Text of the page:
Feds: Wireless Works, But Remains Vulnerable

Wednesday, December 8, 2010 @ 05:12 PM gHale

Wireless networking continues its growth curve, there is no doubt. Government agencies now have the technology embedded throughout their enterprises. A new study by the Government Accountability Office said gaps remain in its security.
Agencies know the technologies and policies needed to secure their wireless connections, but they are not consistently applying and enforcing them, the GAO found.
The report recommends the Office of Management and Budget, which has primary oversight responsibility for civilian cyber security, include metrics for wireless security in the Federal Information Security Management Act reporting process.
Existing guidelines and oversight efforts do not fully address agency implementation of leading wireless security practices, the GAO report said. Until agencies take steps to better implement these leading practices and OMB takes steps to improve oversight, wireless networks will remain at an increased vulnerability to attack.
National Institute of Standards and Technology (NIST), which provides standards, specifications and guidance for complying with the Federal Information Security Management Act (FISMA), plans to develop additional guidelines for wireless security.
The study covered wireless technologies, including the Wi-Fi, IEEE 802.11 family of standards for wireless local-area networks (WLANs); Bluetooth, used for personal area networking; and cellular data connectivity. Emerging technologies, such as WiMax and Long Term Evolution fourth-generation technology, also need to be in the mix of security policies, GAO said.
Wireless networks are vulnerable to most of the same threats to which wired networks are subject, as well as to threats specifically targeting wireless connections. In some ways, wireless connections are easier to attack.
For WLANs, attackers only need to be in range of wireless transmissions and do not have to gain physical access to the network or remotely compromise systems on the network, according to the report. WLANs also have to protect against unauthorized wireless devices, such as access points.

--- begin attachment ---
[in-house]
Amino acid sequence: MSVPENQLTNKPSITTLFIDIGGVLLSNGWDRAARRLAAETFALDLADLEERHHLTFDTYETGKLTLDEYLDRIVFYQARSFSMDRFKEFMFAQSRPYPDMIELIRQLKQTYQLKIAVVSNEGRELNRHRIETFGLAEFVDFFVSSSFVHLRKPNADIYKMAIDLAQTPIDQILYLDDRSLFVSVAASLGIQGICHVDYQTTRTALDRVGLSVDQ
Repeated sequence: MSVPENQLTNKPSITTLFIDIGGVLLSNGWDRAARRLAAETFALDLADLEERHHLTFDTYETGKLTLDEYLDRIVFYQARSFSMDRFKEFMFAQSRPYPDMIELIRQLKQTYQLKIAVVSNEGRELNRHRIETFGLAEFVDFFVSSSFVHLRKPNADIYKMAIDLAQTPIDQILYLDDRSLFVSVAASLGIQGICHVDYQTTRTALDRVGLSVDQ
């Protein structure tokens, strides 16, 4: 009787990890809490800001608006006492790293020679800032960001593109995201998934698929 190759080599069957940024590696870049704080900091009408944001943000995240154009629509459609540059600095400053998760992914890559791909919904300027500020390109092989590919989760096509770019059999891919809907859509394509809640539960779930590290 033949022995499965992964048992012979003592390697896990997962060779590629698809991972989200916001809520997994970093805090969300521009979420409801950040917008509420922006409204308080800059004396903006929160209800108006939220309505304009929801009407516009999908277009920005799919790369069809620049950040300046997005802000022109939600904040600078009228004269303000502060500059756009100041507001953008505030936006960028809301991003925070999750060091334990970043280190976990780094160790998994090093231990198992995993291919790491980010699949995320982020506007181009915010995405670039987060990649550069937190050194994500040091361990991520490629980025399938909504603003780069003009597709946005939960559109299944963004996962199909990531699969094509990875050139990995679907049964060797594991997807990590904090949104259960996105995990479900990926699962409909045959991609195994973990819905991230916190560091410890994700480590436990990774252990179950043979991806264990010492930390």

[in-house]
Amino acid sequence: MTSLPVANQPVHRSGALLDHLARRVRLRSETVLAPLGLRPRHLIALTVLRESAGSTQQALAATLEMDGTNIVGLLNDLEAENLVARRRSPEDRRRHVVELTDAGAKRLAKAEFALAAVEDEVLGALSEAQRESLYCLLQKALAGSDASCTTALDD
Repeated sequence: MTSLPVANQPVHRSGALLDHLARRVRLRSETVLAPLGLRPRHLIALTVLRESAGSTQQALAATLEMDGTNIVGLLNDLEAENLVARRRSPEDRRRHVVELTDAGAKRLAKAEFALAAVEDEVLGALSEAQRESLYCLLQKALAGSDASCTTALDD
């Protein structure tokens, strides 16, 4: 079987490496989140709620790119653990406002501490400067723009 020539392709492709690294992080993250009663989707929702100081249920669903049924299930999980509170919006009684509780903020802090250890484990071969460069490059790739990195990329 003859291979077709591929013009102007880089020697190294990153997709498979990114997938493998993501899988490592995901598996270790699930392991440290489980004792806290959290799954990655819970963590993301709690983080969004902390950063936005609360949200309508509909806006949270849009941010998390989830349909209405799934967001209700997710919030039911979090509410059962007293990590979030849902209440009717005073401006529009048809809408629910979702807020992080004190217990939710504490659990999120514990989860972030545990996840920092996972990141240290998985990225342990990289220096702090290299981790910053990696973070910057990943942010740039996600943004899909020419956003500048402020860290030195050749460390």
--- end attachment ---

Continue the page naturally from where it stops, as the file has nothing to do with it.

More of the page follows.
Wi-Fi security has evolved since approval of the initial 802.11 standard in 1997. Wired Equivalent Privacy (WEP) came into the picture, and then replaced after experts found flaws. Eventually, Wi-Fi Protected Access became an adopted technology, and in 2004 WPA2 entered the picture with interoperability with the 802.11i security standard. In 2009, the 802.11w-2009 standard increased security with additional encryption features to help prevent denial-of-service attacks against WLANs.
GAO’s recommended best practices for agencies in securing wireless networks include:
• A risk-based approach for wireless deployment and monitoring.
• A centralized wireless management structure integrated with the management of the existing wired network.
• Configuration requirements for wireless networks and devices.
• Incorporation of wireless and mobile device security in training.
• Use of encryption, such as a virtual private network for remote access.
• Continuous monitoring for rogue access points and clients.
• Regular assessments to ensure wireless networks are secure.
NIST released publications with guidance and baseline requirements for IT configuration and security measures that focus on or include wireless devices. These include:
NIST SP 800-48, “Guide to Securing Legacy IEEE 802.11 Wireless Networks.”
NIST SP 800-53, “Recommended Security Controls for Federal Information Systems and Organizations.”
NIST SP 800-97, “Establishing Wireless Robust Security Networks: A Guide to IEEE 802.11i.”

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